6 Ways To Break The 10,000-Hour Rule (Part 1) - Mastery And Your Purpose Of Living | Dr. Isaiah Hankel | Focus, Create and Grow Your Way To Intelligent Achievement 6 Ways To Break The 10,000-Hour Rule (Part 1) - Mastery And Your Purpose Of Living | Dr. Isaiah Hankel | Focus, Create and Grow Your Way To Intelligent Achievement

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6 Ways To Break The 10,000-Hour Rule (Part 1) – Mastery And Your Purpose Of Living

“Mere philosophy will not satisfy us. We cannot reach the goal by mere words alone. Without practice, nothing can be achieved.”

Swami Satchidananda

“If you’re any good at all, you know you can be better.”

Lindsay Buckingham

“Any fool can make a rule, and any fool will mind it.”

Henry David Thoreau


Mastery can be achieved in 10,000 hours or less.

Greatness is the assumption. Over the last two months, I’ve written several posts on finding your purpose in life. The goal of these posts has been to show you how to align your mindset and every part of your life towards achieving something great. Everything I’ve shared has been passed on under this general assumption – you have a desire to be great. In other words, I’m assuming you want to achieve mastery over some area of your life. If you have no such desire, then naming your purpose in life and mapping out a grand campaign for achieving your goal is unnecessary.  However, if you want to achieve mastery, whether it be in the realm of business and entrepreneurship or in the realm of self-help and personal development, you have to choose and maintain a direction for your life.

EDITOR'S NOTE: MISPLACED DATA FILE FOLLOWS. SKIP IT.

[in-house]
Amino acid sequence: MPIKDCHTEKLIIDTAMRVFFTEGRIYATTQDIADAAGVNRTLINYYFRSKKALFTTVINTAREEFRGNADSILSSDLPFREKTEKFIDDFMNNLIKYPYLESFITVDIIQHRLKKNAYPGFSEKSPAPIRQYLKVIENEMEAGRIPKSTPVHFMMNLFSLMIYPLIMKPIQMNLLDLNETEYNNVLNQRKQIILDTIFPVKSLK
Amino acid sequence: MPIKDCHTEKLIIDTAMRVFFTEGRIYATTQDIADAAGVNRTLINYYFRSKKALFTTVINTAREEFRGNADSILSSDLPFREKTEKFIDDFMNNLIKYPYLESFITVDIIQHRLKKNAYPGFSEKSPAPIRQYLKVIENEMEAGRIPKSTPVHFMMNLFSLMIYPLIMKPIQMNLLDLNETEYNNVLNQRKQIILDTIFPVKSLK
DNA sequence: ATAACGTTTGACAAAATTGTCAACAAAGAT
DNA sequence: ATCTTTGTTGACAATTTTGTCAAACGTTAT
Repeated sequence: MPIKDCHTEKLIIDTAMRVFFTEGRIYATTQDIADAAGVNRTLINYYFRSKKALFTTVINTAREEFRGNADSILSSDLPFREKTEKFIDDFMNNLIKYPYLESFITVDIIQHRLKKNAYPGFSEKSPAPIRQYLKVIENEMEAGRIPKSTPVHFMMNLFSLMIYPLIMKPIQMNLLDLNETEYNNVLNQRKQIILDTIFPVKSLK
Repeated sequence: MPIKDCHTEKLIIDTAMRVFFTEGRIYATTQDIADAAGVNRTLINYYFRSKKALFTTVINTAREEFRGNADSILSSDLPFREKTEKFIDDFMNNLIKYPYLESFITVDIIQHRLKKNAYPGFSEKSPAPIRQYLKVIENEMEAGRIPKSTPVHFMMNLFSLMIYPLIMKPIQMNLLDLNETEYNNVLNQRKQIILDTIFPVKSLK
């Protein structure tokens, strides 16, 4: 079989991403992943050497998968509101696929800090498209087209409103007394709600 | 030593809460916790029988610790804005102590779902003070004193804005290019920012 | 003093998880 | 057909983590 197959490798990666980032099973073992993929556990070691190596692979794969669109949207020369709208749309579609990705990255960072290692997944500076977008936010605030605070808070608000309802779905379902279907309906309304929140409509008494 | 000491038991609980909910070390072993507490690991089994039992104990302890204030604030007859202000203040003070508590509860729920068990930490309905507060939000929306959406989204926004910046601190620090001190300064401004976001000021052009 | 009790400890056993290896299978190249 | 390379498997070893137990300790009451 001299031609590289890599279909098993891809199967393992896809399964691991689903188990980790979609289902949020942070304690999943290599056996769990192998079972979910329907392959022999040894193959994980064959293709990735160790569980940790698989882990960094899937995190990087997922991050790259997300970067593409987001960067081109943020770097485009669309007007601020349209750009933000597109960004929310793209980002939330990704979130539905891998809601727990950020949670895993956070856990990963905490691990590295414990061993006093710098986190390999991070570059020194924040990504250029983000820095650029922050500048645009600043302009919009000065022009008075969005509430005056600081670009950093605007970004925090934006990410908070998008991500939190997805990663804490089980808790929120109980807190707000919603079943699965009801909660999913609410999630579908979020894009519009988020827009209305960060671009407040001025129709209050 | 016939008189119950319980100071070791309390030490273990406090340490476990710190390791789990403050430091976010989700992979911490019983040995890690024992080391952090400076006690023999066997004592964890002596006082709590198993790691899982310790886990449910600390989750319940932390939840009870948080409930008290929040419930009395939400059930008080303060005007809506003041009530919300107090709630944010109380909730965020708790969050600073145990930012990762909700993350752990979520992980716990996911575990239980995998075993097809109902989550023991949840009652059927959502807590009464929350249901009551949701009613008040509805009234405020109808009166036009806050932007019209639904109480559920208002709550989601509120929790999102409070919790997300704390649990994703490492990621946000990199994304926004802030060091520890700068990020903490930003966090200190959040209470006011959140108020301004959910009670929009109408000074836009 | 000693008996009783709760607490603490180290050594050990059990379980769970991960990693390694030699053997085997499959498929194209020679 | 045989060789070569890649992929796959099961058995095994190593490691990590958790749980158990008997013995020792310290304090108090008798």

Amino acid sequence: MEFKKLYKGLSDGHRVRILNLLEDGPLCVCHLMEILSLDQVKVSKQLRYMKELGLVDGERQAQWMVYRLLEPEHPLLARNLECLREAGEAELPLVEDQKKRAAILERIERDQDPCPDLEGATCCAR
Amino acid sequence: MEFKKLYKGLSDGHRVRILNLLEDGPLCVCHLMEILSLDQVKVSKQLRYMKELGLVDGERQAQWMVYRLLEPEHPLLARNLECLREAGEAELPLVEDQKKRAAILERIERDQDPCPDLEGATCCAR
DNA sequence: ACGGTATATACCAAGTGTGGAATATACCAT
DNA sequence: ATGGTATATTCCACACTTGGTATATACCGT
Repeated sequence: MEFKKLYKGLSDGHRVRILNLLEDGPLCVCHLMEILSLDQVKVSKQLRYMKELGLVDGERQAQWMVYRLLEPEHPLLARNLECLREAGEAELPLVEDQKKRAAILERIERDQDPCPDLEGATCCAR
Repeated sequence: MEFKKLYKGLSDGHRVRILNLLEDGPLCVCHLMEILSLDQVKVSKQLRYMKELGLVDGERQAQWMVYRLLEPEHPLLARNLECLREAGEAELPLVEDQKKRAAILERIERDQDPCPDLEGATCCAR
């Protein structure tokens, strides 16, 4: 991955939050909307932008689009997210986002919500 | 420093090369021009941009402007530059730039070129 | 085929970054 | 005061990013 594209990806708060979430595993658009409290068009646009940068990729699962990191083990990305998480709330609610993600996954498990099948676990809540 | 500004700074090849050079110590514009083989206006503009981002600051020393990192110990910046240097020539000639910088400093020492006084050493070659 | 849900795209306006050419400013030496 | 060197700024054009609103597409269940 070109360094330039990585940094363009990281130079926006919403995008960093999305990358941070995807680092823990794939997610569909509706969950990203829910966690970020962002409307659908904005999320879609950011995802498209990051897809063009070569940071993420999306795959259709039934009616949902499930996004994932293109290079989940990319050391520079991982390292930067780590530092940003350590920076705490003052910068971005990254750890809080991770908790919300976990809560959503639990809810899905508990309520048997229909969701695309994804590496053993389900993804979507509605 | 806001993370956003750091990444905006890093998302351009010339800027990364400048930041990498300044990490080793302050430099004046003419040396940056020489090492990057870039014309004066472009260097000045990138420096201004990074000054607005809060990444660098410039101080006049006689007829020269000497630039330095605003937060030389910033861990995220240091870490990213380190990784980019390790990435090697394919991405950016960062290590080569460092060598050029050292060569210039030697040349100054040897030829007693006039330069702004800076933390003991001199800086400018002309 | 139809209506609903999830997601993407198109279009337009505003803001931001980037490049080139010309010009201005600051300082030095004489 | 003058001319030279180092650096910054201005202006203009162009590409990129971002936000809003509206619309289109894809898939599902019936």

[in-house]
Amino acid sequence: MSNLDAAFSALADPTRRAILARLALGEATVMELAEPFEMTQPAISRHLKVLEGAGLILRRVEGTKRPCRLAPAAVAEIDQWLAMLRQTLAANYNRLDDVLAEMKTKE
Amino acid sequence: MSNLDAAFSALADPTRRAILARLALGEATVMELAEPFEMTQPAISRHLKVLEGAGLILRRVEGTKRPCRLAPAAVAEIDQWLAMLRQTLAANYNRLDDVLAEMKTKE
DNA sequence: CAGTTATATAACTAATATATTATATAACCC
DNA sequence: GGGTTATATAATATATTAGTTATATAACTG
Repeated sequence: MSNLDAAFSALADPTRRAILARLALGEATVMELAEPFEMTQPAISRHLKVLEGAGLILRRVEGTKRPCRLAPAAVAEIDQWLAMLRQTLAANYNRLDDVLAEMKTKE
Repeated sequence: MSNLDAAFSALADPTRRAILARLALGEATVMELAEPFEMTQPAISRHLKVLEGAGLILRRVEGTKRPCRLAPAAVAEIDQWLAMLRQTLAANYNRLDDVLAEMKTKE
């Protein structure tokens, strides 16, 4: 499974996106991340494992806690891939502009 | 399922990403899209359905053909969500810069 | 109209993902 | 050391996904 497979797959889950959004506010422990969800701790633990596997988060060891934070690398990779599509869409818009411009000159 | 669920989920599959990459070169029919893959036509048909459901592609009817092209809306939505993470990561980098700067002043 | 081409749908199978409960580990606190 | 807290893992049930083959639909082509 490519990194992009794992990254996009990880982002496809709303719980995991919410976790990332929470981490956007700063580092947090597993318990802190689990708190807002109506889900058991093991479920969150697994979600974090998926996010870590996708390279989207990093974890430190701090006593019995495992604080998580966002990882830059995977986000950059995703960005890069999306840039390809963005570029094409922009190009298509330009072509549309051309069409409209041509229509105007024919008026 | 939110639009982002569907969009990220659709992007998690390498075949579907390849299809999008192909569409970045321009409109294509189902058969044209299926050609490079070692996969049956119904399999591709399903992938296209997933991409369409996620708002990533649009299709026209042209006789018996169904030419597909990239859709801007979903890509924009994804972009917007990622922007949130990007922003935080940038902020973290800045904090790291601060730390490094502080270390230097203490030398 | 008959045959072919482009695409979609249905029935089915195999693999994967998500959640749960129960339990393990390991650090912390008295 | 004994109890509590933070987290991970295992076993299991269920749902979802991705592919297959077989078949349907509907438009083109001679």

Mastery is your mountain peak. Anything that’s worth achieving requires focus and effort over a long period of time. You have to spend many hours, days, and even years generating momentum towards a single goal. This is why it is so important to pick a mountain peak, or a purpose of living, that offers you an enjoyable journey along the way. Your climb will take time, so make sure the ascent itself helps you increase happiness, generate influence, and improve self-confidence.

Focus on principles, not processes. Contrary to popular belief, there are no real shortcuts to greatness. Every year, countless books fill up the shelves at bookstores promising to help you achieve mastery overnight. I’ve read over 300 nonfiction books in the past two years, all within the fields of business, science, and personal development. My reading has taught me two things; first, there are hundreds of ways to repackage the same exact principle, and two, once a new process for doing something is published, it’s no longer cutting-edge. For centuries, the principles for mastering any subject have remained the same. Greatness can only be achieved by consistently applying these principles to your chosen pursuit.

Action is the source of mastery. Reading nonfiction is critical for building references, seeing new opportunities, and expanding your overall perspective. However, reading, by itself, will not help you achieve mastery. You have to apply the principles you learn. You have to take action. Specifically, you have to take purposeful action, in a single direction, for a long period of time. This means you have to be willing to fail firsthand rather than succeed only in your imagination.

10,000 Hours To Greatness

The 10,000-hour rule is the idea that it takes approximately 10,000 hours of deliberate practice to master a skill. For example, it would take you 10 years of practicing 3 hours a day to master a particular subject.  Similarly, it would take you about 5 years of full-time employment to become an expert in a given field. Studies of human performance in fields as different as chess, music, sports, surgery and mathematics have shown that this rule holds true. Another number that appears throughout these studies is the number 5. From musicians to elite athletes, top performers only spend about 5 hours daily in intensely focused practice. Due to biological constraints on concentration and mental performance, any time spent practicing beyond this number is not worth the investment.